Media outreach can be tricky, especially if you do not get your emails opened by the journalists you are trying to reach during your PR campaign. It is possible that someone might read your email subject and immediately send that email to the trash without thinking twice. If no one is opening your outreach emails, then you have failed before you even get started. It is usually better if your emails are getting more opens because this might translate to more reads and more replies depending on how your email pitch is written.
We send PR outreach emails to journalists every other day and for the last 5 years, we have learned the secrets between what works and what doesn’t. However, the most basic rule is you can start with is to write naturally, since writing your subject line like a robot would be your first failure. However, there is much more to it than that. This is our professional guide on how to write subject lines that convert in your media outreach campaign.
1. Be upfront
One of the most important things to do when crafting your subject line is to be upfront. Do not try to beat around the bush. Journalists like subject lines that are upfront. Remember, they receive several emails throughout the day. They do not have the whole day to spend on yours.
A critical tip on how to be direct is using terms like “story idea”, “news story”, “press release”, “new research” etc. These terms give the journalist an ideal picture of what to expect when they read your email. It sets their mind up for an expectation. This is great because managing expectations can improve the open rate for your emails.
Media Outreach Subject Lines Rule 101: No beating around the bush. Get to the point and save you both some time.
2. Personalize the subject line
Don’t overthink this personalization thing. It is quite simple actually. You personalize the subject line by simply mentioning the journalist’s name. When you refer to them by name it breaks the ice. The journalist gives you some benefit of the doubt because you cared to find out who they are. It shows that the pitch hasn’t been sent to a thousand other people. There is just something about being called by your name in an email that makes a difference in how you react to that email.
How we do this at Pressfarm
This is why mass emailing journalists doesn’t work. When we were setting up Pressfarm in the early days, we had a lot of requests from our initial users to provide a way for them to mass download journalist contacts.
Pressfarm provides a platform where founders and entrepreneurs can search and find journalist contacts for media outreach during their PR campaigns.
We had to make it quite clear that we would not build that feature simply because that strategy of contacting journalists is long dead and has never worked. Instead, we encouraged them to contact one journalist at a time in a controlled way. Over time, they began to understand why because most of them were getting results and replies from journalists. One of the reasons is that when you are mass emailing, you cannot personalize the subject line. You only get to do that when you are reaching out to a journalist at a time.
Another useful tip for personalizing the subject line is to mention the journalist’s segment. For instance, if you are sending a story to a journalist that runs a segment called Tech Mondays, it is good to mention that your story is for Tech Monday. It might also be a journalist who runs a particular column in a publication. If so, mention that column.
If we take the first two rules and put together a quick subject line about a recent survey that might interest a journalist name Davis who runs a segment called Tech Babies in a publication, it will look like this:
Davis – New survey data shows increased tablet sales for children [for “Tech Babies”]
- Being upfront – we immediately tell the journalist that this is New survey data.
- Personalization – we call the journalist by his name – Davis – and also mention that our data might be useful for his “Tech Babies” segment.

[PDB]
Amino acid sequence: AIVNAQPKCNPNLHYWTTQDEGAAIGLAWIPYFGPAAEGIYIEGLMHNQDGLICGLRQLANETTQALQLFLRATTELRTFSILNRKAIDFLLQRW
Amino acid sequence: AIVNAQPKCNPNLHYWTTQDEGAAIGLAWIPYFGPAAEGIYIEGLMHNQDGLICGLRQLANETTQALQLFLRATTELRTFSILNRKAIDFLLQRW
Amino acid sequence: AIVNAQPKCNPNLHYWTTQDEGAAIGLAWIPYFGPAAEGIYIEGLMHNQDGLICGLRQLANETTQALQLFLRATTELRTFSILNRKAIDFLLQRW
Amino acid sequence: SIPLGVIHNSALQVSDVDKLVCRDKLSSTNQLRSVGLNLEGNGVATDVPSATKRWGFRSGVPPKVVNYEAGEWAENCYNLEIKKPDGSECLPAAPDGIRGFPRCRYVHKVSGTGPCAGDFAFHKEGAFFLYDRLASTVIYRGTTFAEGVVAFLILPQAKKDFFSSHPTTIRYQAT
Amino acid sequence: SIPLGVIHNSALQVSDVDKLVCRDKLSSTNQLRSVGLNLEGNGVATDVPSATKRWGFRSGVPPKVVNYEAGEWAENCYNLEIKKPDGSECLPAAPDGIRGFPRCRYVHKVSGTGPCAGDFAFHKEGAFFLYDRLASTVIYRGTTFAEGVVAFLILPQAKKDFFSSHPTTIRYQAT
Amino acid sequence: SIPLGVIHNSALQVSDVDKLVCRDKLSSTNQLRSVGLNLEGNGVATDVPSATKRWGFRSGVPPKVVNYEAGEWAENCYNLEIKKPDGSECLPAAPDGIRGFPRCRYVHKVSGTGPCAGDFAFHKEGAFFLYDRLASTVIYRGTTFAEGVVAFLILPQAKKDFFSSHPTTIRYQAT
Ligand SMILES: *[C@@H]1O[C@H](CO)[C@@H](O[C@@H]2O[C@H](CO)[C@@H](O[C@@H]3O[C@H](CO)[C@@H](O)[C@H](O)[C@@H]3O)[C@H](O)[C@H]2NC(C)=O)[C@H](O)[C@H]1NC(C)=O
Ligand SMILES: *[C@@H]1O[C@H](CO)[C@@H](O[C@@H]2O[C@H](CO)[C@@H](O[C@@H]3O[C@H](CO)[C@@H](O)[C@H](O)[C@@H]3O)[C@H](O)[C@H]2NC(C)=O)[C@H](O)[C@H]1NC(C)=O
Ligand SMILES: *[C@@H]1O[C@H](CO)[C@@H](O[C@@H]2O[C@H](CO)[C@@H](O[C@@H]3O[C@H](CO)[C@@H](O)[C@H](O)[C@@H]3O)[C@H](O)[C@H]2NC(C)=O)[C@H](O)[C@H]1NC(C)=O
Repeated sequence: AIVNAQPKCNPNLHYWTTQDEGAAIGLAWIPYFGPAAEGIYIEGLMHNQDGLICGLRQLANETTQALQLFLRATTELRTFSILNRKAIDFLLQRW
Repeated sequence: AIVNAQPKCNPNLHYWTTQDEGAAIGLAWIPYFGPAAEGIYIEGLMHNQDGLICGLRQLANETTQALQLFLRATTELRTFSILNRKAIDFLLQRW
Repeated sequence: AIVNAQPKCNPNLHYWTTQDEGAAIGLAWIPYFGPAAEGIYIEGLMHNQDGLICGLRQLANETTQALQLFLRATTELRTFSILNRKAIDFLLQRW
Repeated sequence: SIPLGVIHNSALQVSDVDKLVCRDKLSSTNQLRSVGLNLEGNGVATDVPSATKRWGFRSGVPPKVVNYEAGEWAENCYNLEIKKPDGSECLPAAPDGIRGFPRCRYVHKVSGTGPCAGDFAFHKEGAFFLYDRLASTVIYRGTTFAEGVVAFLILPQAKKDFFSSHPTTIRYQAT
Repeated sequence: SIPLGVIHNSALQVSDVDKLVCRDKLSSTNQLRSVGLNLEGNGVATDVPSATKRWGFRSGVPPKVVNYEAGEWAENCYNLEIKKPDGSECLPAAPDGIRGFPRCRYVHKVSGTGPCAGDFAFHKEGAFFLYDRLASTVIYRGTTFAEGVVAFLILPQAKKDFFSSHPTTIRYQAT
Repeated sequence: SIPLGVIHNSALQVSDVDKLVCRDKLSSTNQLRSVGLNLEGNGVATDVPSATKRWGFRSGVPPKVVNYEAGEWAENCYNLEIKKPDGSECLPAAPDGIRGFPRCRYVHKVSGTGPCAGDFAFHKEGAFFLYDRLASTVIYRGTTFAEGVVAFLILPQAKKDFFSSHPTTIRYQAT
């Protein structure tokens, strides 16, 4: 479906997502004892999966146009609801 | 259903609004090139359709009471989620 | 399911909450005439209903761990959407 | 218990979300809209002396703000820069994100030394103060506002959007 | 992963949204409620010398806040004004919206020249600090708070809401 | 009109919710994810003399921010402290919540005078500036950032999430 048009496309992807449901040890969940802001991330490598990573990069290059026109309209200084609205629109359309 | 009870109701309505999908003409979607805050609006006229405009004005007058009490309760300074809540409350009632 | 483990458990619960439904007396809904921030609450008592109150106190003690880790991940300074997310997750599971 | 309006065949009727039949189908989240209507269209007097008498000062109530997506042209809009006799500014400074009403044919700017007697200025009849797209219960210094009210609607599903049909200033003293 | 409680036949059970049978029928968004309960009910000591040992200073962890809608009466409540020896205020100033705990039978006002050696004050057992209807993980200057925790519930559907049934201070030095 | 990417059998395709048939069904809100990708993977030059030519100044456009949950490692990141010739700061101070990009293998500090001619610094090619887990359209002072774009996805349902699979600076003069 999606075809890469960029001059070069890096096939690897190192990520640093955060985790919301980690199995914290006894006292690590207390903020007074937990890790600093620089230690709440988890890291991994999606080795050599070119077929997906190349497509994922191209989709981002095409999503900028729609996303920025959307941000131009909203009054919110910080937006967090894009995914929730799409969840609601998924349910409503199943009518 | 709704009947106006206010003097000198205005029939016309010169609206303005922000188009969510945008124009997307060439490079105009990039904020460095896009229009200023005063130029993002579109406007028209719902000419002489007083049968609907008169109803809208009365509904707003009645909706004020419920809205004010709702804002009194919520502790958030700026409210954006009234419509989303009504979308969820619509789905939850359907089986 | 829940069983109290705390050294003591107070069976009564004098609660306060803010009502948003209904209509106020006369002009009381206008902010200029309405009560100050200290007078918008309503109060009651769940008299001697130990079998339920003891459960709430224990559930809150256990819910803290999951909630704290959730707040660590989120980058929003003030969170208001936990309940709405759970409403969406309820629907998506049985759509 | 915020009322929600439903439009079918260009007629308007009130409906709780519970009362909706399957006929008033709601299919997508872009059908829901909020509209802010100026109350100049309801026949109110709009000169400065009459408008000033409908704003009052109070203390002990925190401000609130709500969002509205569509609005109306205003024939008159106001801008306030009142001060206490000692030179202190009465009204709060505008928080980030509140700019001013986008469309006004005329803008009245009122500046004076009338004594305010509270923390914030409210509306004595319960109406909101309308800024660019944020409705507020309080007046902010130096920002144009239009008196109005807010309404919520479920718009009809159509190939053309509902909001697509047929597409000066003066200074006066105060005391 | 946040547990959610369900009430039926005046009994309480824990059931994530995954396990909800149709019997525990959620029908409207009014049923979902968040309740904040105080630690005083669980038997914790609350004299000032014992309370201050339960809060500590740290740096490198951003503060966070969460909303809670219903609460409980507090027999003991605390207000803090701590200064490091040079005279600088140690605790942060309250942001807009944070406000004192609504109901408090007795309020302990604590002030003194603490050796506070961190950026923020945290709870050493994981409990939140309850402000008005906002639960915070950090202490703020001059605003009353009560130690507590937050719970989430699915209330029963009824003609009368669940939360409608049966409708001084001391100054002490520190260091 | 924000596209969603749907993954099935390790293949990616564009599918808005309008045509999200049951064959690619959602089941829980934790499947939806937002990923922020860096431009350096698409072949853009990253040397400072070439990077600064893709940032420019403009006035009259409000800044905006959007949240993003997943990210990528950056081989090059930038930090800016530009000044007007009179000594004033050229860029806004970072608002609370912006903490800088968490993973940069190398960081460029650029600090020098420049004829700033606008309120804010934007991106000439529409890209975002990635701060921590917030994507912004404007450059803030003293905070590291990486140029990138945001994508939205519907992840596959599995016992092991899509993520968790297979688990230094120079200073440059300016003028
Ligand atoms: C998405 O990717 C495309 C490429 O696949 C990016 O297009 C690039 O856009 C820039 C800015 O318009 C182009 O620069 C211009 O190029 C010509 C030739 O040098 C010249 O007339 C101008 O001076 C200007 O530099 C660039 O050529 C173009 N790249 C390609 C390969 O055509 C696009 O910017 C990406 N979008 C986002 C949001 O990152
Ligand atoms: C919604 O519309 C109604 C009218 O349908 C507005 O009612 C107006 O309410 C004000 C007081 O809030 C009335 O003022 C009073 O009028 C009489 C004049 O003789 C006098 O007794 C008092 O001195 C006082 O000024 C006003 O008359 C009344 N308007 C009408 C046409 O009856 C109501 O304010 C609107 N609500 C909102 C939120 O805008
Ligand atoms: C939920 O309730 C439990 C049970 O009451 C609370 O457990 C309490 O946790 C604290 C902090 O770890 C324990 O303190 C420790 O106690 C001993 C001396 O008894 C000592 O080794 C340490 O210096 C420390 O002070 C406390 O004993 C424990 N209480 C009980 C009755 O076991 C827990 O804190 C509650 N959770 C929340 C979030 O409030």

Media Outreach Subject Lines Rule 102: Mentioning the journalist’s name or media segment shows that you know who you are writing to.
3. Make your story newsworthy
This is crucial. You need to ask yourself why your story should interest anyone at all – not necessarily the journalist. Why should people care about this story you want to share? A newsworthy story gets media attention with very little effort. You can easily get a journalist’s attention with a well-crafted subject line.
To find out if your story is newsworthy, ask yourself the following questions:
- Is my product idea truly groundbreaking?
- Have I gotten backing or funding from a big brand?
- Is this a new milestone for us or for the industry?
- Is our research or survey data special enough to generate some attention?
- Do we think this new column will be read widely?
All these questions are possible story angles for your media outreach. Each one of these questions, if answered in the affirmative, can be a story of its own. Newsworthy stories are usually really groundbreaking products or services, funding stories from big companies, new company milestones that have never been seen before in the industry, new research or survey that could shift the market, or new column pitches that can get lots of attention.
When it comes to research or survey data, sometimes it is not really special but it could be data that helps the journalist back up a previous or upcoming story. When your company provides help with such data they can definitely get a media mention in the story.
Media Outreach Subject Lines Rule 103: Always pitch newsworthy stories because they create great subject lines that are attractive to open.
4. No over-promising on the subject line
As much as gaining a journalist’s attention is crucial, it doesn’t help you if you over-promise and under-deliver. When writing that subject line, ensure that you are managing your need for attention by promising only what you can deliver.
For instance, do not call a story, product, or service “groundbreaking” or “never seen before” if you know that is not true. First of all, very few things are groundbreaking. Moreover, very few things have never been seen before. Don’t exaggerate your story idea. When the journalist opens the email, they will read and realize it was just basic stuff from someone who over-promises. Guess what happens after? Yes, your story is immediately sent to the trash folder. The same thing will happen to any future pitches that you send to this journalist. In fact, if you trick them this way, they won’t even bother reading the contents of the next email you send.